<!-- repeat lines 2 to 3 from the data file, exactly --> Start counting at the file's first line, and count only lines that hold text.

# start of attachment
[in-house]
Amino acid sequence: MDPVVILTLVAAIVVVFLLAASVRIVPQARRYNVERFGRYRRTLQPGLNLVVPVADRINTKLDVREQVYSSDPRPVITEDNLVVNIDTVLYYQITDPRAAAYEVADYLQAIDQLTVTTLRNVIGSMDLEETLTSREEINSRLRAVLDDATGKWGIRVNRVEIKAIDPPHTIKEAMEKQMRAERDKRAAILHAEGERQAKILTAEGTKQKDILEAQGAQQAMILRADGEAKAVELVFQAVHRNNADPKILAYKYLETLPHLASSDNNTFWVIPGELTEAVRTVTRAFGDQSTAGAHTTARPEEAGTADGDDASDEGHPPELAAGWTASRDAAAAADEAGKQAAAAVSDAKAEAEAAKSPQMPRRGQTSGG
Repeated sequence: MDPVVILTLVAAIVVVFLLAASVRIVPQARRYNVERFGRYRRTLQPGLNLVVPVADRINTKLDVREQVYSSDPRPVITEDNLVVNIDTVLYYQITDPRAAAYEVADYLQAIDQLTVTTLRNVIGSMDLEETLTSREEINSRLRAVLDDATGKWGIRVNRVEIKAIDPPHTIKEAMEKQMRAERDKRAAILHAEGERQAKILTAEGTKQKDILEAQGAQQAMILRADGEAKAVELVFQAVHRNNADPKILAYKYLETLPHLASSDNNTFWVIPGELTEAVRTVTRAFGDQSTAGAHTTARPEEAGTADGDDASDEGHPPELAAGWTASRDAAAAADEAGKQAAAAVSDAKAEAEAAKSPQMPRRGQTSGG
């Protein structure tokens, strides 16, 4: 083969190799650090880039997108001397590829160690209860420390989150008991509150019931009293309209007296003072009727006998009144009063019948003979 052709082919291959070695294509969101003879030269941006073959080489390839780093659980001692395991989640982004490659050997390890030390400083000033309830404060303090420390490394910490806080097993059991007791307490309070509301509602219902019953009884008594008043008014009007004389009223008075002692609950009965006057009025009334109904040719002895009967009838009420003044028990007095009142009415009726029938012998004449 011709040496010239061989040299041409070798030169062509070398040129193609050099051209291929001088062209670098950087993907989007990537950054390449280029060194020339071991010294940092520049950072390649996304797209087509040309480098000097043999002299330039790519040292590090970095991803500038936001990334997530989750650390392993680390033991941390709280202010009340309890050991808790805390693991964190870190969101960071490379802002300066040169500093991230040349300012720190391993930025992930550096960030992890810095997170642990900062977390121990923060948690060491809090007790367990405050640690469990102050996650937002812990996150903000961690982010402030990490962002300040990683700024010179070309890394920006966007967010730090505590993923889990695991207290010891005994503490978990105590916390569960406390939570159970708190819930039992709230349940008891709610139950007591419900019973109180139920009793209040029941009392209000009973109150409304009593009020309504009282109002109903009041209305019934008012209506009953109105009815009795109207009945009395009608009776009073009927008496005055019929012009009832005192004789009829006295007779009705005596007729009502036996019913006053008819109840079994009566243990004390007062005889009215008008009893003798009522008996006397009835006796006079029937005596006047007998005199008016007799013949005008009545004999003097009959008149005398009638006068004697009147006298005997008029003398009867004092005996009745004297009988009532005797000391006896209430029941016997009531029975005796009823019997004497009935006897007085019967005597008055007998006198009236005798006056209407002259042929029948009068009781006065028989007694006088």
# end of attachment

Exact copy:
Amino acid sequence: MDPVVILTLVAAIVVVFLLAASVRIVPQARRYNVERFGRYRRTLQPGLNLVVPVADRINTKLDVREQVYSSDPRPVITEDNLVVNIDTVLYYQITDPRAAAYEVADYLQAIDQLTVTTLRNVIGSMDLEETLTSREEINSRLRAVLDDATGKWGIRVNRVEIKAIDPPHTIKEAMEKQMRAERDKRAAILHAEGERQAKILTAEGTKQKDILEAQGAQQAMILRADGEAKAVELVFQAVHRNNADPKILAYKYLETLPHLASSDNNTFWVIPGELTEAVRTVTRAFGDQSTAGAHTTARPEEAGTADGDDASDEGHPPELAAGWTASRDAAAAADEAGKQAAAAVSDAKAEAEAAKSPQMPRRGQTSGG
Repeated sequence: MDPVVILTLVAAIVVVFLLAASVRIVPQARRYNVERFGRYRRTLQPGLNLVVPVADRINTKLDVREQVYSSDPRPVITEDNLVVNIDTVLYYQITDPRAAAYEVADYLQAIDQLTVTTLRNVIGSMDLEETLTSREEINSRLRAVLDDATGKWGIRVNRVEIKAIDPPHTIKEAMEKQMRAERDKRAAILHAEGERQAKILTAEGTKQKDILEAQGAQQAMILRADGEAKAVELVFQAVHRNNADPKILAYKYLETLPHLASSDNNTFWVIPGELTEAVRTVTRAFGDQSTAGAHTTARPEEAGTADGDDASDEGHPPELAAGWTASRDAAAAADEAGKQAAAAVSDAKAEAEAAKSPQMPRRGQTSGG